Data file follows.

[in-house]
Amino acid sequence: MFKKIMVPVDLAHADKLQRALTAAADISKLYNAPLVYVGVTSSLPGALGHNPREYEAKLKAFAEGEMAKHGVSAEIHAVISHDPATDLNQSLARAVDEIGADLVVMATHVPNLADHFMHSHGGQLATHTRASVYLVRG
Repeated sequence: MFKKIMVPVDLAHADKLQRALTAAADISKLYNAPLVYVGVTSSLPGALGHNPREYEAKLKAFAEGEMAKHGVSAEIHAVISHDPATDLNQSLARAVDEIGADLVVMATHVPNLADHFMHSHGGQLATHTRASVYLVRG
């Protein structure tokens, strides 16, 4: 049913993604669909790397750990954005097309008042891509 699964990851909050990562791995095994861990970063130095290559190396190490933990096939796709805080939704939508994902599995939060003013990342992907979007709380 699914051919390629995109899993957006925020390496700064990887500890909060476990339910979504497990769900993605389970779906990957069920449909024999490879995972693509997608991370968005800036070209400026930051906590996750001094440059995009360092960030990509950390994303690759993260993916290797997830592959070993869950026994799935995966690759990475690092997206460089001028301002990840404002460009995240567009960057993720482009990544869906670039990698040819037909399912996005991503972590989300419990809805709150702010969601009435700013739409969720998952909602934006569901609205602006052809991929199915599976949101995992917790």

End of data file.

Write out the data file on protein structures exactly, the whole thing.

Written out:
[in-house]
Amino acid sequence: MFKKIMVPVDLAHADKLQRALTAAADISKLYNAPLVYVGVTSSLPGALGHNPREYEAKLKAFAEGEMAKHGVSAEIHAVISHDPATDLNQSLARAVDEIGADLVVMATHVPNLADHFMHSHGGQLATHTRASVYLVRG
Repeated sequence: MFKKIMVPVDLAHADKLQRALTAAADISKLYNAPLVYVGVTSSLPGALGHNPREYEAKLKAFAEGEMAKHGVSAEIHAVISHDPATDLNQSLARAVDEIGADLVVMATHVPNLADHFMHSHGGQLATHTRASVYLVRG
């Protein structure tokens, strides 16, 4: 049913993604669909790397750990954005097309008042891509 699964990851909050990562791995095994861990970063130095290559190396190490933990096939796709805080939704939508994902599995939060003013990342992907979007709380 699914051919390629995109899993957006925020390496700064990887500890909060476990339910979504497990769900993605389970779906990957069920449909024999490879995972693509997608991370968005800036070209400026930051906590996750001094440059995009360092960030990509950390994303690759993260993916290797997830592959070993869950026994799935995966690759990475690092997206460089001028301002990840404002460009995240567009960057993720482009990544869906670039990698040819037909399912996005991503972590989300419990809805709150702010969601009435700013739409969720998952909602934006569901609205602006052809991929199915599976949101995992917790």